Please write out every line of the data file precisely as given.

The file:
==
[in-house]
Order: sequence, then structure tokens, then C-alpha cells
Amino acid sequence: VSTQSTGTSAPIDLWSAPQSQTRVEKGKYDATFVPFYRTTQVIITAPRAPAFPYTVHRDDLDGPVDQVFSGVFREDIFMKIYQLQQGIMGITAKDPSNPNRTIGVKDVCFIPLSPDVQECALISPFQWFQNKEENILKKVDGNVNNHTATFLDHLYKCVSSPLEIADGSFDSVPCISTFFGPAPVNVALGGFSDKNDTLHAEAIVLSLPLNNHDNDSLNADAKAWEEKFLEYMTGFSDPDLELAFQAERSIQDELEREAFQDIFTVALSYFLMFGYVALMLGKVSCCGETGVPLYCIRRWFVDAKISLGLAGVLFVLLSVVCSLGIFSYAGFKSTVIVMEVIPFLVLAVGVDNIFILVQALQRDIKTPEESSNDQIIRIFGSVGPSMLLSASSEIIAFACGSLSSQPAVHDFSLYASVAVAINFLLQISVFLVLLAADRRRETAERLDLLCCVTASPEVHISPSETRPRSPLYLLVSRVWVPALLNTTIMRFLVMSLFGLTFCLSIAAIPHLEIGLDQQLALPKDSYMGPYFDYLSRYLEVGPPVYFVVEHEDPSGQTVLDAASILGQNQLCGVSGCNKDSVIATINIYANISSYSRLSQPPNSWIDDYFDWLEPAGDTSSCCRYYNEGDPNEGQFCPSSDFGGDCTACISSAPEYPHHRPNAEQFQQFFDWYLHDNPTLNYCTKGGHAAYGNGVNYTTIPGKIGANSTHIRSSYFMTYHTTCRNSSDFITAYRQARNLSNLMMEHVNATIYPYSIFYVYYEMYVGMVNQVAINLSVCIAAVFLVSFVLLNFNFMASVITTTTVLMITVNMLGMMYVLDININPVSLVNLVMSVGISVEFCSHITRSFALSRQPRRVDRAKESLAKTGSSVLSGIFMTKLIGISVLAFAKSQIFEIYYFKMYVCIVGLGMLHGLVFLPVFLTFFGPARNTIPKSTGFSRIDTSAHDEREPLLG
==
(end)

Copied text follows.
[in-house]
Order: sequence, then structure tokens, then C-alpha cells
Amino acid sequence: VSTQSTGTSAPIDLWSAPQSQTRVEKGKYDATFVPFYRTTQVIITAPRAPAFPYTVHRDDLDGPVDQVFSGVFREDIFMKIYQLQQGIMGITAKDPSNPNRTIGVKDVCFIPLSPDVQECALISPFQWFQNKEENILKKVDGNVNNHTATFLDHLYKCVSSPLEIADGSFDSVPCISTFFGPAPVNVALGGFSDKNDTLHAEAIVLSLPLNNHDNDSLNADAKAWEEKFLEYMTGFSDPDLELAFQAERSIQDELEREAFQDIFTVALSYFLMFGYVALMLGKVSCCGETGVPLYCIRRWFVDAKISLGLAGVLFVLLSVVCSLGIFSYAGFKSTVIVMEVIPFLVLAVGVDNIFILVQALQRDIKTPEESSNDQIIRIFGSVGPSMLLSASSEIIAFACGSLSSQPAVHDFSLYASVAVAINFLLQISVFLVLLAADRRRETAERLDLLCCVTASPEVHISPSETRPRSPLYLLVSRVWVPALLNTTIMRFLVMSLFGLTFCLSIAAIPHLEIGLDQQLALPKDSYMGPYFDYLSRYLEVGPPVYFVVEHEDPSGQTVLDAASILGQNQLCGVSGCNKDSVIATINIYANISSYSRLSQPPNSWIDDYFDWLEPAGDTSSCCRYYNEGDPNEGQFCPSSDFGGDCTACISSAPEYPHHRPNAEQFQQFFDWYLHDNPTLNYCTKGGHAAYGNGVNYTTIPGKIGANSTHIRSSYFMTYHTTCRNSSDFITAYRQARNLSNLMMEHVNATIYPYSIFYVYYEMYVGMVNQVAINLSVCIAAVFLVSFVLLNFNFMASVITTTTVLMITVNMLGMMYVLDININPVSLVNLVMSVGISVEFCSHITRSFALSRQPRRVDRAKESLAKTGSSVLSGIFMTKLIGISVLAFAKSQIFEIYYFKMYVCIVGLGMLHGLVFLPVFLTFFGPARNTIPKSTGFSRIDTSAHDEREPLLG